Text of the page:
This month's investment stories - reasons to be cheerful in November
For now, the International Monetary Fund (IMF) meeting in Peru hasn’t resulted in much. Growth estimates were cut by a little, Russia and Syria were discussed, and emerging market participants, in particular, expressed their ‘Fed fatigue’ (the Fed is shorthand for the Federal Reserve, which works like the Bank of England in deciding US interest rates) and a wish that the US would get on with it and raise interest rates.
Instead, we’ve been reminded that investing isn’t just about emerging markets, it’s about individual companies too, and the surprises they can spring on us.
Firstly, Glencore, a FTSE 100 company and no stranger to controversy, has become a takeover target following over-indebtedness allied to the ongoing fall in commodity prices. Secondly, we’ve had the VW saga (I’m sure Leonardo Di Caprio will come up with a better title in the film it’s rumoured he’ll be making on the subject). VW has owned up to cheating on diesel emissions tests and the cost of the potential fines, penalties and class action suits that could occur are eye-watering.
On the face of it these are just stock-specific issues but it was pointed out to me recently that both companies’ fortunes could affect the wider markets. Glencore started life as a commodity trader and few commodities today are untouched by this link. As most new cars are sold on finance these days and the contracts are based on the resale value after three years, what the value of VW diesel cars will be in this time must also be a concern. Are they too big to fail? Possibly.
As for November, there are a couple of things to watch out for: the UN climate change meeting in Paris comes first, the goal of which is to reach a legally binding agreement from all nations.The governor of the Bank of England, Mark Carney, has waded in on the debate recently, pointing out the risks to the financial markets and economies. So it may well get back on the agenda of companies, which have been more focused on their own survival for the past few years.
We’ve [FundCalibre] just launched a ‘Responsible Investing’ sector, consisting so far of four elite-rated funds. Each has a differing mandate but they are all looking for companies that act responsibly and generate profits. These funds are EdenTree Amity UK, First State Asia Pacific Sustainability, Rathbone Ethical Bond and Standard Life Investments UK Ethical Equity.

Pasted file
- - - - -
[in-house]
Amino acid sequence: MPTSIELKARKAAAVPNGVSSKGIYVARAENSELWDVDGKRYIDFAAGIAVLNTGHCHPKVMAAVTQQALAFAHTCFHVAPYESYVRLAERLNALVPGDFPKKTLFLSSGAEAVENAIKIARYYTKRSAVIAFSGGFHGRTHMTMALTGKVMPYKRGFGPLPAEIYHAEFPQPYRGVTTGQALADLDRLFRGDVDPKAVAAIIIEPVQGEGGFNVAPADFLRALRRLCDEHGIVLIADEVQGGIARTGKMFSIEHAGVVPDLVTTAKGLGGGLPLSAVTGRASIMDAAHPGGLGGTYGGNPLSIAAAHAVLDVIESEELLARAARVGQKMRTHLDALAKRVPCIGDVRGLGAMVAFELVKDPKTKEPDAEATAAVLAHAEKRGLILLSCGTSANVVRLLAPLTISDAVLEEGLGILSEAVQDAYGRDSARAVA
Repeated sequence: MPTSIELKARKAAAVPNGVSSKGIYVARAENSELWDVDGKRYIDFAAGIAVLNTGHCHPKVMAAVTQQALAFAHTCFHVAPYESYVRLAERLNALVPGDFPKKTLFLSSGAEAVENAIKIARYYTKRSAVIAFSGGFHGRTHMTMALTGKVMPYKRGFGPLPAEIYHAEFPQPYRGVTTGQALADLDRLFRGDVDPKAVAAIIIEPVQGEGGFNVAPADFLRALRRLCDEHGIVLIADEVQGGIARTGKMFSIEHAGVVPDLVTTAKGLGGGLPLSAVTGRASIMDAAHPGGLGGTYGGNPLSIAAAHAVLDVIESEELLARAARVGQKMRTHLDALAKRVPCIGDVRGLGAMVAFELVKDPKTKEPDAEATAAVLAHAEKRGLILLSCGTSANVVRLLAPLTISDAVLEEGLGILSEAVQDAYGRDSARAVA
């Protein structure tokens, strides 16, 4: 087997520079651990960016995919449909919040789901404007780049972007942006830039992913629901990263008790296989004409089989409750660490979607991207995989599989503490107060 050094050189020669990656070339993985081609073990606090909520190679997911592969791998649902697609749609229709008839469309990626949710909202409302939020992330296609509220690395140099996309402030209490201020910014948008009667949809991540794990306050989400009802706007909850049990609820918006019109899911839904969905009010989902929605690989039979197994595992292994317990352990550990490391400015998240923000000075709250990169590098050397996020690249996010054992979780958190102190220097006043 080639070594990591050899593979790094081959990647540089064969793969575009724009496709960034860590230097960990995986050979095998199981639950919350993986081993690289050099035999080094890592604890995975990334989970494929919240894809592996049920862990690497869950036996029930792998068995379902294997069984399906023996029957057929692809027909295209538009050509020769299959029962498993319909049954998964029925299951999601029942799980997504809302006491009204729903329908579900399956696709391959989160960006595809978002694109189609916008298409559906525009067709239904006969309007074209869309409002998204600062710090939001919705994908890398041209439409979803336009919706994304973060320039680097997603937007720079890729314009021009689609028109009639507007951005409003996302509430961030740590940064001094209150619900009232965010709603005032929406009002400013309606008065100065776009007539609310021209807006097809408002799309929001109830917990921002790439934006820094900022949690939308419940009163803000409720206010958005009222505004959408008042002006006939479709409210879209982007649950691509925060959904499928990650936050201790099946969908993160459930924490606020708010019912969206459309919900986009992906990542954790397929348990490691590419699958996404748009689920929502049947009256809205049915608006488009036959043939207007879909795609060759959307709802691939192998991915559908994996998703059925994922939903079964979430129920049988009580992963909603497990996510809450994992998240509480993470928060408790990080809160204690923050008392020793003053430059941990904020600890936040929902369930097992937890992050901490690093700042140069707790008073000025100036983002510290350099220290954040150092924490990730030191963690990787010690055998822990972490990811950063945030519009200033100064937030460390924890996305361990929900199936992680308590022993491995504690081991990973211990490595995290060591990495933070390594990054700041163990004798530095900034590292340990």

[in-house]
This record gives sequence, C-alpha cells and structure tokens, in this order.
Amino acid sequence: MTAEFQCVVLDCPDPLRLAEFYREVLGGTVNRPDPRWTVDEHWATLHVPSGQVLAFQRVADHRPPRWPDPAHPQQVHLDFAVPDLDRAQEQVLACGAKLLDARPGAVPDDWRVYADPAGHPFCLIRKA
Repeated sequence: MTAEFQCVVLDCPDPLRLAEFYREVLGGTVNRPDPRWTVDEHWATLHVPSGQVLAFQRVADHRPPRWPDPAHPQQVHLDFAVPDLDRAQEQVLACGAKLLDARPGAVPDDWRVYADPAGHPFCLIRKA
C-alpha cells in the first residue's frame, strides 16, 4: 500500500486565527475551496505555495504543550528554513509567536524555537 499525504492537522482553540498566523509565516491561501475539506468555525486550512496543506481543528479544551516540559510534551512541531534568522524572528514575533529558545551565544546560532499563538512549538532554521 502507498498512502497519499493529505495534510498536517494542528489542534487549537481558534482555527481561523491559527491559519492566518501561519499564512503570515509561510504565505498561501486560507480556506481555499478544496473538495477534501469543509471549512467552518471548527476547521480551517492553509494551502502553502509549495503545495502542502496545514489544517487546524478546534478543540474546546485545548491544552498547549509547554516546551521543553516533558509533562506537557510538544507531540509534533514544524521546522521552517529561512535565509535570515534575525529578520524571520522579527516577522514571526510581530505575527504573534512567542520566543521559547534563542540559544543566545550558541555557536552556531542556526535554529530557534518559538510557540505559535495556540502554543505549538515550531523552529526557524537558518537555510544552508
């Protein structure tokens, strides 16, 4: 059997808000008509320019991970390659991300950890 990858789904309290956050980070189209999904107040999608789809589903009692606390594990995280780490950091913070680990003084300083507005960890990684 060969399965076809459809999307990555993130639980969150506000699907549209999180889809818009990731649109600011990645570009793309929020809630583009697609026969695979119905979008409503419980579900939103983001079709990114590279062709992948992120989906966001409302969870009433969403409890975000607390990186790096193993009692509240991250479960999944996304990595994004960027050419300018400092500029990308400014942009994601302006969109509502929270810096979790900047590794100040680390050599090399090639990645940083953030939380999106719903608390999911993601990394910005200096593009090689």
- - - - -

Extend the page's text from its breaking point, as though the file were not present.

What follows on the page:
The end of November always ends in a frenzy of excitement too, with the 21st-century phenomenon that is Black Friday. This is the day after Thanksgiving and the start of the Christmas shopping season, with huge discounts to attract bargain hunters. It is so-called as retailers traditionally operated at a financial loss (‘in the red’) from January to November, and Black Friday (27 November this year) indicates the point at which they begin to turn a profit or go ‘in the black’. We can expect more wrestling over 50-inch TVs and websites crashing.
If that’s not your scene, you could look at investing in the retail sector. Rathbone Global Opportunities has Visa, Mastercard and Amazon among its top 10 holdings. AXA Framlington Global Technology has Apple and Visa, while closer to home Schroder Recovery has put its faith in Tesco coming good.
A market-weighted index of the 100 biggest companies by market capitalisation listed on the London Stock Exchange. It is often referred to as “The Footsie”. The index began on 3 January 1984 with a base level of 1000; the highest value reached to date is 6950.6, on 30 December 1999. The index is “weighted” by how the movements of each of the 100 constituents affect the index, so larger companies make more of a difference to the index than smaller ones. To ensure it is a true and accurate representation of the most highly capitalised companies in the UK, just like football’s Premier League, every three months the FTSE 100 “relegates” the bottom three companies in the 100 whose market capitalisation has fallen and “promotes” to the index the three companies whose market capitalisation has grown sufficiently to warrant inclusion. Around 80% of the companies listed on the London Stock Exchange are included in the FTSE 100.
Generic, loosely-defined term for markets in a newly industrialised or Third World country that is in the process of moving from a closed economy to an open market economy while building accountability within the system. The World Bank recognises 28 countries as emerging markets, including Argentina, Brazil, China, Czech Republic, Egypt, India, Israel, Morocco, Russia and Venezuela. Because these countries carry additional political, economic and currency risks, investors in emerging markets should accept volatile returns. There is potential to make large profit at the risk of large losses.
A term applied to raw materials (gold, oil) and foodstuffs (wheat, pork bellies) traded on exchanges throughout the world. Since no one really wants to transport all those heavy materials, what is actually traded are commodities futures contracts or options. These are agreements to buy or sell at an agreed price on a specific date. Because commodity prices are volatile, investing in futures is certainly not for the casual investor.